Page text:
Bittersweet Day for Bluegrass Songwriting

About the time that Tom T and Dixie Hall were being announced as new members of the Bluegrass Music Hall of Fame on Wednesday – cause for joy for songwriters everywhere – the writing community was hit with sad news. Pete Goble, writer of some of the most recognizable bluegrass songs, and a giant who could stand toe to toe with the Halls, had died.

The one-two punch of news was bittersweet. It was fitting that Tom T and Dixie will be the first Hall of Famers inducted primarily as songwriters – Tom T’s success as an artist came in country. But I couldn’t help thinking how much sweeter it would have been if the induction had come before Dixie died three years ago.

Then came the news of Goble’s passing.

Both the Halls and Goble received their share of accolades while all three were living. Goble, who wrote or co-wrote Big Spike Hammer, Colleen Malone, Blue Virginia Blues and other classics, received IBMA’s distinguished achievement award in 2002. The Halls were similarly honored two years later.

Some day, if the universe is fair, Goble, too, will be in the Hall of Fame.

Until then, bluegrass lovers and songwriters can celebrate the overdue inclusion of Tom T and Dixie Hall and remember Goble and his late writing partner Leroy Drumm for writing songs that pop up in nearly every jam session.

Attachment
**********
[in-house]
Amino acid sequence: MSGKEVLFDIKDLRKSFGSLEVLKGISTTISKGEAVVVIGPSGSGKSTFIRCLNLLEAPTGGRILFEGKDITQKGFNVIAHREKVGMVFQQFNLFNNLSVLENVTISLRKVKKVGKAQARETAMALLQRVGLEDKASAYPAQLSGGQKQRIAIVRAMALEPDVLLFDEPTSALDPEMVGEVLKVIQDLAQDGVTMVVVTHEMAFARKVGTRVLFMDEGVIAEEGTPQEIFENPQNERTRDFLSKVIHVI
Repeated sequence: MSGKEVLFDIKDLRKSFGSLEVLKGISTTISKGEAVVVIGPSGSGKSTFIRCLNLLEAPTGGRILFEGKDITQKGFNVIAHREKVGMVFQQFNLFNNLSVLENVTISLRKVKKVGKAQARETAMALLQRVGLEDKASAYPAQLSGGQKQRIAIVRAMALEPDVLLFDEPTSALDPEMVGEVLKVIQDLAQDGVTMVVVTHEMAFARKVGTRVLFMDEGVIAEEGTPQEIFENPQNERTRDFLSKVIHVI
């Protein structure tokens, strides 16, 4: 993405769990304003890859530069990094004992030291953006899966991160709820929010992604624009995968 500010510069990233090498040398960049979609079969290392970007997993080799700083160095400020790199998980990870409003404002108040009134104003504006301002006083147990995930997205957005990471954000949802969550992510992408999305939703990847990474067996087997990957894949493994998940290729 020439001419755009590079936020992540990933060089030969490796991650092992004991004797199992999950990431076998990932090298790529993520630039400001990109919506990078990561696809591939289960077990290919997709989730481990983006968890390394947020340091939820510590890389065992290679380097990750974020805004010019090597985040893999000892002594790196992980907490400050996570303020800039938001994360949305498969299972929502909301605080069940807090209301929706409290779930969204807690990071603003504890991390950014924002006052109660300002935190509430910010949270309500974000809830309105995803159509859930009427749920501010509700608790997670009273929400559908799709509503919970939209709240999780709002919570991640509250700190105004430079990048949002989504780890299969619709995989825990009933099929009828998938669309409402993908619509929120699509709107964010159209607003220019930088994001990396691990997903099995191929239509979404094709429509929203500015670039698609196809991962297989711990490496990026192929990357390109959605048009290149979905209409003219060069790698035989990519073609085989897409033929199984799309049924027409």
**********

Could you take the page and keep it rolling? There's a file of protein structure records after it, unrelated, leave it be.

But they should also be remembered for their kindness too, and willingness to share their knowledge with, musicians at all levels.

My songwriting friend Cliff Abbott was blessed to receive advice from both Tom T and Pete. I was with Cliff at IBMA in Nashville a while back when Hall graciously stopped to talk songwriting with someone just starting his way up the songwriting ladder. His advice was solid and he was generous with his time. But he was, he reminded us with his parting comment, still a working songwriter.

“Good luck,” Hall said as he shook my friend’s hand. “But not too much, because I’m still writing.”

Abbott got even more help from Goble. A CD of a few demos and a request for advice earned Abbott an invitation to spend the weekend at the famed writer’s guest house in Michigan. Years later, he still talks in awe about that visit. I find it fitting that Larry Sparks, who masterfully recorded Blue Virginia Blues, also recorded Abbott’s first major cut, Lines on the Highway.

Music, now more than ever, is a cutthroat business. But today’s developments remind us that terrific and prolific songwriters can also be terrific people. And they remind the rest of us who string together words and notes how much more work we have to do on both fronts.

Editor’s Note: Arrangements for Pete’s funeral services have been announced.

Visitation is scheduled for this Sunday (July 29) at the Michigan Memorial Funeral Home in Flat Rock from 1:00-8:00 p.m. Funeral services will be held at noon on Monday (7/30) at the same location.

Lunch with family and friends will follow.

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About the Author

David Morris

David Morris, an award-winning songwriter and journalist, has written for Bluegrass Today since its inception. He joined its predecessor, The Bluegrass Blog, in 2010. His 40-year career in journalism included more than 13 years with The Associated Press, a stint as chief White House correspondent for Bloomberg News, and several top editing jobs in Washington, D.C. He is a life member of IBMA and the DC Bluegrass Union. He and co-writers won the bluegrass category in the Chris Austin Songwriting Contest at MerleFest in 2015.